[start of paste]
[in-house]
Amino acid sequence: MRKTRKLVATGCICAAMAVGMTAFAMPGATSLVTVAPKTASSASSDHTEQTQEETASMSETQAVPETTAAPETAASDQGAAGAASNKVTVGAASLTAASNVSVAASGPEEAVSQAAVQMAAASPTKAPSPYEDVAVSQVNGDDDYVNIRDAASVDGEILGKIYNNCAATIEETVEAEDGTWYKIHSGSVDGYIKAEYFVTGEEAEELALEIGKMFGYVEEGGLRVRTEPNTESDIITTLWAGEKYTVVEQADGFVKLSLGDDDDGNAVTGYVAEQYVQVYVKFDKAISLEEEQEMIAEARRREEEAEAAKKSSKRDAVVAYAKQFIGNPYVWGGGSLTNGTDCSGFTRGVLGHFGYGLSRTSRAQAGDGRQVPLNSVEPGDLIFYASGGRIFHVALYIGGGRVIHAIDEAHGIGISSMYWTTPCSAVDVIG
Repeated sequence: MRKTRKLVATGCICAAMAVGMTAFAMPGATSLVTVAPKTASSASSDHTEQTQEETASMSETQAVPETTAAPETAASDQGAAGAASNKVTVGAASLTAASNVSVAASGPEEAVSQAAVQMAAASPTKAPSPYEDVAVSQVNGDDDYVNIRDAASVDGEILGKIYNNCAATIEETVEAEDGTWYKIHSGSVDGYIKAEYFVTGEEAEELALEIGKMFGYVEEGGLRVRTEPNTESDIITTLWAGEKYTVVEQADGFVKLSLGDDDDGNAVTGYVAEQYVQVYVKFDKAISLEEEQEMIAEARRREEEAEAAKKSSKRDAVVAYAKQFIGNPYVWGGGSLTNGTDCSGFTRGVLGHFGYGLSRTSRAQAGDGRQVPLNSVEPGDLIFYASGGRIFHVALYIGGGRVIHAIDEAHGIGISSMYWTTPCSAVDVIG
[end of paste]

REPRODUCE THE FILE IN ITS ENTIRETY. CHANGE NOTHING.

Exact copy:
[in-house]
Amino acid sequence: MRKTRKLVATGCICAAMAVGMTAFAMPGATSLVTVAPKTASSASSDHTEQTQEETASMSETQAVPETTAAPETAASDQGAAGAASNKVTVGAASLTAASNVSVAASGPEEAVSQAAVQMAAASPTKAPSPYEDVAVSQVNGDDDYVNIRDAASVDGEILGKIYNNCAATIEETVEAEDGTWYKIHSGSVDGYIKAEYFVTGEEAEELALEIGKMFGYVEEGGLRVRTEPNTESDIITTLWAGEKYTVVEQADGFVKLSLGDDDDGNAVTGYVAEQYVQVYVKFDKAISLEEEQEMIAEARRREEEAEAAKKSSKRDAVVAYAKQFIGNPYVWGGGSLTNGTDCSGFTRGVLGHFGYGLSRTSRAQAGDGRQVPLNSVEPGDLIFYASGGRIFHVALYIGGGRVIHAIDEAHGIGISSMYWTTPCSAVDVIG
Repeated sequence: MRKTRKLVATGCICAAMAVGMTAFAMPGATSLVTVAPKTASSASSDHTEQTQEETASMSETQAVPETTAAPETAASDQGAAGAASNKVTVGAASLTAASNVSVAASGPEEAVSQAAVQMAAASPTKAPSPYEDVAVSQVNGDDDYVNIRDAASVDGEILGKIYNNCAATIEETVEAEDGTWYKIHSGSVDGYIKAEYFVTGEEAEELALEIGKMFGYVEEGGLRVRTEPNTESDIITTLWAGEKYTVVEQADGFVKLSLGDDDDGNAVTGYVAEQYVQVYVKFDKAISLEEEQEMIAEARRREEEAEAAKKSSKRDAVVAYAKQFIGNPYVWGGGSLTNGTDCSGFTRGVLGHFGYGLSRTSRAQAGDGRQVPLNSVEPGDLIFYASGGRIFHVALYIGGGRVIHAIDEAHGIGISSMYWTTPCSAVDVIG